You have a certain bucket of risk you can draw from, and so we use all of our bucket of risk for day care when we can. So we don’t do anything else. We don’t go to indoor areas with our kids, we don’t see people socially.

The other part of how I think about risk is for families who don’t have the flexibility to stay home, who might also live in multigenerational households or might have someone who is immunocompromised or medically vulnerable. So if I can swallow some of that burden in protecting our kids from getting sick, then I should do that because it’s for the community. Especially because we wouldn’t know if our kids are infected and transmitting things until it’s too late.

Katherine Harmon Courage

Have you all been through the rounds of day care quarantine?

Genevieve Wojcik

Yes. I’ve been trying to get a Covid extension for a grant, and you need to quantify how much time you’ve lost because of child care. And I have not had a full month of child care in two years. It’s a few days [lost] on a good month.

Either the kids get sick and have to get tested, [or] we have to quarantine. And we’ve been through four rounds of quarantine for exposures and two rounds voluntarily because we decided to have family visit.

In the fall of 2020, we spent 24 days in the house because my son had an exposure in his classroom, and then, with our luck, he developed symptoms a few days later. It was horrible. As a probable case, he had 10 days of isolation, then the rest of us — because none of us were vaccinated at that point — we had 14 days after his 10 days.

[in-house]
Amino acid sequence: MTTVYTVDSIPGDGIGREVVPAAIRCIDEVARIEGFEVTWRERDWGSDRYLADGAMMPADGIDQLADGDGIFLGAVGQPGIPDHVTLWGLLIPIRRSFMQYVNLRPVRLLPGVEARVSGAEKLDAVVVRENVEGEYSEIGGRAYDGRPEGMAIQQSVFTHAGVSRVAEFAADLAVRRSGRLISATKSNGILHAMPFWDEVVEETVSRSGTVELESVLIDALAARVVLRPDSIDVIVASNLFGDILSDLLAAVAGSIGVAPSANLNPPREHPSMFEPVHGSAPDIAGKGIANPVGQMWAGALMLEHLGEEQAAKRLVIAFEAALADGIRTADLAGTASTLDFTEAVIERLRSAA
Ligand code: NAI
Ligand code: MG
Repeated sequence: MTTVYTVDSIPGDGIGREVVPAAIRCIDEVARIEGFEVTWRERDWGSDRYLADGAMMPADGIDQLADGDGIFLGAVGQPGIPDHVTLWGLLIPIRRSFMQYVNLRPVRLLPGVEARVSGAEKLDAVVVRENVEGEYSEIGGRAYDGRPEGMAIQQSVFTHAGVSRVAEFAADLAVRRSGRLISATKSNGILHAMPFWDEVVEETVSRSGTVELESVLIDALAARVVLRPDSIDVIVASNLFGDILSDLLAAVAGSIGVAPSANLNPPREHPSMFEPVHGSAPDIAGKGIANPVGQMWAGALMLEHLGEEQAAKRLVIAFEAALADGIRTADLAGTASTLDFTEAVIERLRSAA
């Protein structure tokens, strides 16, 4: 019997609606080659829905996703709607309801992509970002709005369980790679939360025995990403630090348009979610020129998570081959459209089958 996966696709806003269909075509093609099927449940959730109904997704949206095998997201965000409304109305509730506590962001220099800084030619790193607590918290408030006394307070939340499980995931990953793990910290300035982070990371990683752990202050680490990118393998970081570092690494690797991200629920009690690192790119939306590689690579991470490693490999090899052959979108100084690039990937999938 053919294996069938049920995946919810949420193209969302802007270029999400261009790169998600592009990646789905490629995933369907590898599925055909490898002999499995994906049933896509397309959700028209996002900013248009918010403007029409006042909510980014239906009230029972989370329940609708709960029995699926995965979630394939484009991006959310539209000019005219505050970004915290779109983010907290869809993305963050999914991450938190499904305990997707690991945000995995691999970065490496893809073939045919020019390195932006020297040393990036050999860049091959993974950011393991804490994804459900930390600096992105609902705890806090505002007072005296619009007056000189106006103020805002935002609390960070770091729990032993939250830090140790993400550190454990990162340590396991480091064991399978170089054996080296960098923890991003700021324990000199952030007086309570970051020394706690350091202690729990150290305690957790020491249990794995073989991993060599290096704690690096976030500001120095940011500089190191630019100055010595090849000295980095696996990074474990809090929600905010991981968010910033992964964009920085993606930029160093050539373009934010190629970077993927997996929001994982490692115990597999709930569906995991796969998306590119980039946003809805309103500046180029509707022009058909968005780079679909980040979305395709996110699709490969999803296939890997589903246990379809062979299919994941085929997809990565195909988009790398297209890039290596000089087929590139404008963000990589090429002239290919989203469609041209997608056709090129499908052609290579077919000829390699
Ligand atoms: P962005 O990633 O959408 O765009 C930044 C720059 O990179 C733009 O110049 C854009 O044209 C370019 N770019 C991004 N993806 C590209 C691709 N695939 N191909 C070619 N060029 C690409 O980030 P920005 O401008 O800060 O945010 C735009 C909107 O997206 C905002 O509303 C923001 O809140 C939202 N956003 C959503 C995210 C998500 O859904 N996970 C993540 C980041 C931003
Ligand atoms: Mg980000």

Our day care policies for quarantine and testing are following the science, and that’s important. I think that’s why we’ve had such low cases [at our center]. But still, you have your schedule, and you have your Zoom meetings scheduled, and all of a sudden, it’s like, oh no, for the next two weeks you’ve got to entertain your kids who don’t know how to entertain themselves yet.

Jenny Cross Senff, right, and her husband Toby, background, try to work on their computers while contending with kids Avery, 6, and Colby, 3, in quarantine at their Washington, DC, home in the early days of the pandemic.
Bill O’Leary/The Washington Post via Getty Images

Katherine Harmon Courage

How do you and your husband manage child care if day care isn’t available?

Genevieve Wojcik

Oh, it’s me. Academia gives me flexibility. My husband works as a school psychologist and doesn’t have time or bandwidth or enough sick days.

The kids have been home since Christmas. I don’t know what we’re going to do. Because on the one hand, I’m losing my mind. But on the other hand, there are still pretty high case numbers.